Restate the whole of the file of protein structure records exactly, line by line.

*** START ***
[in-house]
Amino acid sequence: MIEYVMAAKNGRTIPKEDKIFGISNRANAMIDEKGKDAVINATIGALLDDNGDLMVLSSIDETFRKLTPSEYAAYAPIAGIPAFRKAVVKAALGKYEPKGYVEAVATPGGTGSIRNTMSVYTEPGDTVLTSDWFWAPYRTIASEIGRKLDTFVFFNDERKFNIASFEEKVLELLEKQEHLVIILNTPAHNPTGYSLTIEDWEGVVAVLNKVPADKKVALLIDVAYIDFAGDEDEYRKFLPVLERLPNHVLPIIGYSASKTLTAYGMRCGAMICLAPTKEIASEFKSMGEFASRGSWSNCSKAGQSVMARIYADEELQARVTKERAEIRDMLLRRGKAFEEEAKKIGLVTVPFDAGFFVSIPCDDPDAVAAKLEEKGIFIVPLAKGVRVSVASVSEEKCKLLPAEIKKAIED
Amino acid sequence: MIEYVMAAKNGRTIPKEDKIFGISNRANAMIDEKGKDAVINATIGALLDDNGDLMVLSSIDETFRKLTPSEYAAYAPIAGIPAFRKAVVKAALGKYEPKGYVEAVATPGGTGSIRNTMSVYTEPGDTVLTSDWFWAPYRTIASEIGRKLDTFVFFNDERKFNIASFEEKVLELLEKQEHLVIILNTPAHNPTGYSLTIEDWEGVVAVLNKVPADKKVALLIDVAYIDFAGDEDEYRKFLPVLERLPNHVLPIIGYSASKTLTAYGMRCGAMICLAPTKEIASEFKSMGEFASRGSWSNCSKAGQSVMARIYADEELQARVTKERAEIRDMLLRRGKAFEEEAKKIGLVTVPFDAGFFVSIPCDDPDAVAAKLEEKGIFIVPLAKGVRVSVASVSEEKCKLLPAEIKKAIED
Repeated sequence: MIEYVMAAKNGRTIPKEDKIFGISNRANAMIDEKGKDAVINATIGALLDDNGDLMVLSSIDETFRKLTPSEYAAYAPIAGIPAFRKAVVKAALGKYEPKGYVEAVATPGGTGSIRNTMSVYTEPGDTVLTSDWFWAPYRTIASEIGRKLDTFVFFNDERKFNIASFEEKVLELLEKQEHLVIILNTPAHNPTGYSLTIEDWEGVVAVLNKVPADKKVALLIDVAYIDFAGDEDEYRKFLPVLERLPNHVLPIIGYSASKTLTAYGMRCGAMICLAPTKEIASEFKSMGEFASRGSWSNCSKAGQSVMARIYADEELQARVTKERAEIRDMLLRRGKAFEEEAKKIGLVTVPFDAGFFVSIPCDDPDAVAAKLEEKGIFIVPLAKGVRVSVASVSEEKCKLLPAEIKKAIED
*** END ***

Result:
[in-house]
Amino acid sequence: MIEYVMAAKNGRTIPKEDKIFGISNRANAMIDEKGKDAVINATIGALLDDNGDLMVLSSIDETFRKLTPSEYAAYAPIAGIPAFRKAVVKAALGKYEPKGYVEAVATPGGTGSIRNTMSVYTEPGDTVLTSDWFWAPYRTIASEIGRKLDTFVFFNDERKFNIASFEEKVLELLEKQEHLVIILNTPAHNPTGYSLTIEDWEGVVAVLNKVPADKKVALLIDVAYIDFAGDEDEYRKFLPVLERLPNHVLPIIGYSASKTLTAYGMRCGAMICLAPTKEIASEFKSMGEFASRGSWSNCSKAGQSVMARIYADEELQARVTKERAEIRDMLLRRGKAFEEEAKKIGLVTVPFDAGFFVSIPCDDPDAVAAKLEEKGIFIVPLAKGVRVSVASVSEEKCKLLPAEIKKAIED
Amino acid sequence: MIEYVMAAKNGRTIPKEDKIFGISNRANAMIDEKGKDAVINATIGALLDDNGDLMVLSSIDETFRKLTPSEYAAYAPIAGIPAFRKAVVKAALGKYEPKGYVEAVATPGGTGSIRNTMSVYTEPGDTVLTSDWFWAPYRTIASEIGRKLDTFVFFNDERKFNIASFEEKVLELLEKQEHLVIILNTPAHNPTGYSLTIEDWEGVVAVLNKVPADKKVALLIDVAYIDFAGDEDEYRKFLPVLERLPNHVLPIIGYSASKTLTAYGMRCGAMICLAPTKEIASEFKSMGEFASRGSWSNCSKAGQSVMARIYADEELQARVTKERAEIRDMLLRRGKAFEEEAKKIGLVTVPFDAGFFVSIPCDDPDAVAAKLEEKGIFIVPLAKGVRVSVASVSEEKCKLLPAEIKKAIED
Repeated sequence: MIEYVMAAKNGRTIPKEDKIFGISNRANAMIDEKGKDAVINATIGALLDDNGDLMVLSSIDETFRKLTPSEYAAYAPIAGIPAFRKAVVKAALGKYEPKGYVEAVATPGGTGSIRNTMSVYTEPGDTVLTSDWFWAPYRTIASEIGRKLDTFVFFNDERKFNIASFEEKVLELLEKQEHLVIILNTPAHNPTGYSLTIEDWEGVVAVLNKVPADKKVALLIDVAYIDFAGDEDEYRKFLPVLERLPNHVLPIIGYSASKTLTAYGMRCGAMICLAPTKEIASEFKSMGEFASRGSWSNCSKAGQSVMARIYADEELQARVTKERAEIRDMLLRRGKAFEEEAKKIGLVTVPFDAGFFVSIPCDDPDAVAAKLEEKGIFIVPLAKGVRVSVASVSEEKCKLLPAEIKKAIED